Jeffrey DeLaurentis (L), charge d'affaires of the U.S. Embassy in Havana, and Marta Oramas, Cuban deputy minister of transport, exchange documents in Havana, Cuba, on Jan. 18, 2017. (Xinhua/Joaquin Hernandez)
HAVANA, Jan. 18 (Xinhua) -- Cuba and the U.S. signed on Tuesday an agreement to expand cooperation on air, sea search and rescue.
The deal was inked by the charge d'affaires of the U.S. embassy in Havana, Jeffrey DeLaurentis, and the Cuban Deputy Minister of Transport, Marta Oramas. It aims to strengthen collaboration in this area and increase the efficiency of assistance being provided to victims of accidents.
"Coordination on this issue is essential for our countries, particularly as authorized trade increases as well as the flow of travelers between the two nations," said DeLaurentis after the signing ceremony.
DeLaurentis added that both governments have worked together on search and rescue operations for more than 20 years, and stressed that this alliance will continue to save lives.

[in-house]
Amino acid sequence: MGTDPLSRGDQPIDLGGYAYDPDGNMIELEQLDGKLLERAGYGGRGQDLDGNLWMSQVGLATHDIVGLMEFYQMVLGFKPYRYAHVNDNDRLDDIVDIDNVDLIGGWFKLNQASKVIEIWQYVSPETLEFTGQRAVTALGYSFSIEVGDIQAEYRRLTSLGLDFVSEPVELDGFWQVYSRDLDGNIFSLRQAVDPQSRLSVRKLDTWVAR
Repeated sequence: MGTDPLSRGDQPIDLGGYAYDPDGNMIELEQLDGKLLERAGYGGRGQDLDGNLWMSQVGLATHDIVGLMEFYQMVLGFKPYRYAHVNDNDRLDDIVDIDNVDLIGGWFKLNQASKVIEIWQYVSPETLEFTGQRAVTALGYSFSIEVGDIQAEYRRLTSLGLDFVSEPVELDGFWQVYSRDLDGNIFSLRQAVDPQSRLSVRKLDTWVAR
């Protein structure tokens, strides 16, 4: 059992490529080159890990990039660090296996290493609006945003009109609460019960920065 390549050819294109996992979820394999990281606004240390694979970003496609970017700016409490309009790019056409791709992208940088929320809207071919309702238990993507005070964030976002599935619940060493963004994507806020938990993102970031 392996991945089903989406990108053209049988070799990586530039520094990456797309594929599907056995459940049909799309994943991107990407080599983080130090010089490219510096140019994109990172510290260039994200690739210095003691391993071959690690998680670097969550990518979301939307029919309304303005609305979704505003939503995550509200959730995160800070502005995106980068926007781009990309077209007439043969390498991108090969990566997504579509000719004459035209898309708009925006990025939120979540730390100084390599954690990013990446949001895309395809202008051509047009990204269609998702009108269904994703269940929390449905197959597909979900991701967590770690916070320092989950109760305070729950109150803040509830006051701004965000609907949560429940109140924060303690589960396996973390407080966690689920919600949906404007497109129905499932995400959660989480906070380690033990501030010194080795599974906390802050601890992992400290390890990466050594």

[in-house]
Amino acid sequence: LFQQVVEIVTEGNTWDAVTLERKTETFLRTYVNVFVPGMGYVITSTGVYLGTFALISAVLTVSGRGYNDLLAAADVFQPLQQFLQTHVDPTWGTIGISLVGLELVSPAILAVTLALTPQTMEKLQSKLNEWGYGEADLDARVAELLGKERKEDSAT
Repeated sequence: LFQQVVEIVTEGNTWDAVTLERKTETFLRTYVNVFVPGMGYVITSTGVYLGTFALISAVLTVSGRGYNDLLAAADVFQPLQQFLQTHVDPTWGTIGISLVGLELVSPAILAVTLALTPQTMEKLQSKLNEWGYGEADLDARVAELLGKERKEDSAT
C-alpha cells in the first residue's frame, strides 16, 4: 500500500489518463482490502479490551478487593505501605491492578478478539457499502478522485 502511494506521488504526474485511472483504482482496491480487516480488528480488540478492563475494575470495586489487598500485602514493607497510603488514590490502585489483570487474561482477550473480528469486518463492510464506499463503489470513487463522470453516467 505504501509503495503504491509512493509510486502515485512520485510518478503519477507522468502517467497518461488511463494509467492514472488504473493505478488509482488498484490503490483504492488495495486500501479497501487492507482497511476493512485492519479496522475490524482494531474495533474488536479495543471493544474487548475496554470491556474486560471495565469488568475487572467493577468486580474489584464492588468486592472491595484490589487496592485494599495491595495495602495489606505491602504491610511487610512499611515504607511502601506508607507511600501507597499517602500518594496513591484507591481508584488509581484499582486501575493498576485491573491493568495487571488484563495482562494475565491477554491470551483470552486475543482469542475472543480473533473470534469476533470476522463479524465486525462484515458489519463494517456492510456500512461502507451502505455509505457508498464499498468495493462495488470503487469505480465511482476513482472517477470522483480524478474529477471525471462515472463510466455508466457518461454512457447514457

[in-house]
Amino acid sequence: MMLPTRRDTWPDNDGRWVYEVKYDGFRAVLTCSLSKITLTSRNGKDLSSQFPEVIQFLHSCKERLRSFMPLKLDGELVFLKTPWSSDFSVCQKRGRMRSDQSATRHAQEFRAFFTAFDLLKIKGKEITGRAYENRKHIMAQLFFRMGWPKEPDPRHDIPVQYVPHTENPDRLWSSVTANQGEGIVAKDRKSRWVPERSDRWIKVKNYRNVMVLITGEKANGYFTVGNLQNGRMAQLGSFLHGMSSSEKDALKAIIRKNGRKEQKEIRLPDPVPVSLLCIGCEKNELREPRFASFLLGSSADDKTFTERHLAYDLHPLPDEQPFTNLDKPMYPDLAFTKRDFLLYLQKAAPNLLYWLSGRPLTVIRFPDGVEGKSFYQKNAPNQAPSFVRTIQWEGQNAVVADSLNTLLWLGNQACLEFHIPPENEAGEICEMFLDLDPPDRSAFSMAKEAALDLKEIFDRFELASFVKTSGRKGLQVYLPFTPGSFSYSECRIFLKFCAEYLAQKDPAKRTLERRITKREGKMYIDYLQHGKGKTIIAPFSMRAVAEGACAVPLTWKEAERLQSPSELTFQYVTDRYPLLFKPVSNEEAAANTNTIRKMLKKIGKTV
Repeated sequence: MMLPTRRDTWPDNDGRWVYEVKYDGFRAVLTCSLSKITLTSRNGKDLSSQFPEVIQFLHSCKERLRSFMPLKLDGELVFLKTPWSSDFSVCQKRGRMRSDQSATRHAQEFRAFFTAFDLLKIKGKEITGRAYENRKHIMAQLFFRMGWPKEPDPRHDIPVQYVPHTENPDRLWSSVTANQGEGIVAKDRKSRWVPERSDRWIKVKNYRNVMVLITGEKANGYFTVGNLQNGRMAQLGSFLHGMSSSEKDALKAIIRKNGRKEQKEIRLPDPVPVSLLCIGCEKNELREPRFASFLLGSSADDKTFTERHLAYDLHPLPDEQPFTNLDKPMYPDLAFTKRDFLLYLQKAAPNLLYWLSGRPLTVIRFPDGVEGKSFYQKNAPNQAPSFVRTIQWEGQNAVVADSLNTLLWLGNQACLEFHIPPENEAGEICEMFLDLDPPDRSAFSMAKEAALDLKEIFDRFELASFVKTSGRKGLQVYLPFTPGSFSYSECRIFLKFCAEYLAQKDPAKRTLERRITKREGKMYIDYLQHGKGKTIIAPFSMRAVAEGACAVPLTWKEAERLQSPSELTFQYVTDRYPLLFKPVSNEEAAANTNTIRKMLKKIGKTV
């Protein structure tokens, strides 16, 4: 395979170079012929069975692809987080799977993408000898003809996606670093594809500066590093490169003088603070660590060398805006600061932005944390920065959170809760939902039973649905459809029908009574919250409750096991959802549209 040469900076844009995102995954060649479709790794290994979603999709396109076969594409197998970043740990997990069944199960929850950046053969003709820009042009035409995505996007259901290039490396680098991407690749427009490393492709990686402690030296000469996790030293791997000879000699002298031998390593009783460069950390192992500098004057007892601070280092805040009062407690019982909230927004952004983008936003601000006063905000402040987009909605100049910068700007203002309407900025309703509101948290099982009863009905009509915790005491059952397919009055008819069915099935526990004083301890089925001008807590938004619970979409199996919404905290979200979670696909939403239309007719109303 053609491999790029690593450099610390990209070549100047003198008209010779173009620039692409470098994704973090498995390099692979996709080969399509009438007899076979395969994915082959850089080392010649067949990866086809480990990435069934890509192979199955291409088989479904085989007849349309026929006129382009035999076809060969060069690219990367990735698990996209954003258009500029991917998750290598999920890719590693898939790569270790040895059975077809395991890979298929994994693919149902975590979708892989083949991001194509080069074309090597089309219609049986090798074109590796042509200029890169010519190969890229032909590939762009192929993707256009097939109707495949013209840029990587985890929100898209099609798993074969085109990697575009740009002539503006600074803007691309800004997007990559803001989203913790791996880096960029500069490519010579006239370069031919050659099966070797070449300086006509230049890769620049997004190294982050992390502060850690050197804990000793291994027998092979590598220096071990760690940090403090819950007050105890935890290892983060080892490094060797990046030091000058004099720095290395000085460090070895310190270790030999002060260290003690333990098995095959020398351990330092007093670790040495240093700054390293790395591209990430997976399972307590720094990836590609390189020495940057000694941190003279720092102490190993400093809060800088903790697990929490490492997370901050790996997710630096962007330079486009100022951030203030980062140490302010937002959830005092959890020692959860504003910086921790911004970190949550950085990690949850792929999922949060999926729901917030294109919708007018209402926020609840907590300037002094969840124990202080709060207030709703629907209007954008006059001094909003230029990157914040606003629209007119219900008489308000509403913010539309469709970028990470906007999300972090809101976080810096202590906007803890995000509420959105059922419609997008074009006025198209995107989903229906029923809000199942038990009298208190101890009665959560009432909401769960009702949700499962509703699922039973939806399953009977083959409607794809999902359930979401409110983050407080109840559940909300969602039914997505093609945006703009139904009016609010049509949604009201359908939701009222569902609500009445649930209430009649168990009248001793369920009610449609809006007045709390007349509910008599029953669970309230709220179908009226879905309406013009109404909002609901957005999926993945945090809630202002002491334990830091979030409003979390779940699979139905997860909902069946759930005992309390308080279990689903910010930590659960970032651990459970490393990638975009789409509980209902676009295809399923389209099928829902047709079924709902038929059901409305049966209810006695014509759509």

Jeffrey DeLaurentis (2nd L), charge d'affaires of the U.S. Embassy in Havana, and Marta Oramas (2nd R), Cuban deputy minister of transport, sign documents in Havana, Cuba, on Jan. 18, 2017. (Xinhua/Joaquin Hernandez)
Oramas pointed out that the agreement establishes the commitment of both governments to work together in a coordinated way when necessary to rescue and save lives.
She referred to the joint adoption in 2014 of operational procedures and good implementation practices in the rescue of accident victims by air and sea.
Oramas said that the agreement will also allow for joint exercises, periodic reviews through communication channels, reciprocal visits by experts and the exchange of information.
This agreement comes at an active time for bilateral ties, after the resuming of direct regular flights last August between the two countries.
Cuba and the U.S. restored relations in July 2015 after more than five decades of political enmity.
Since then, Havana and Washington have endorsed several cooperation agreements on issues such as aviation, science, and healthcare, among others.
Cuba received 614,333 visitors from the U.S. in 2016, a 34 percent rise over 2015.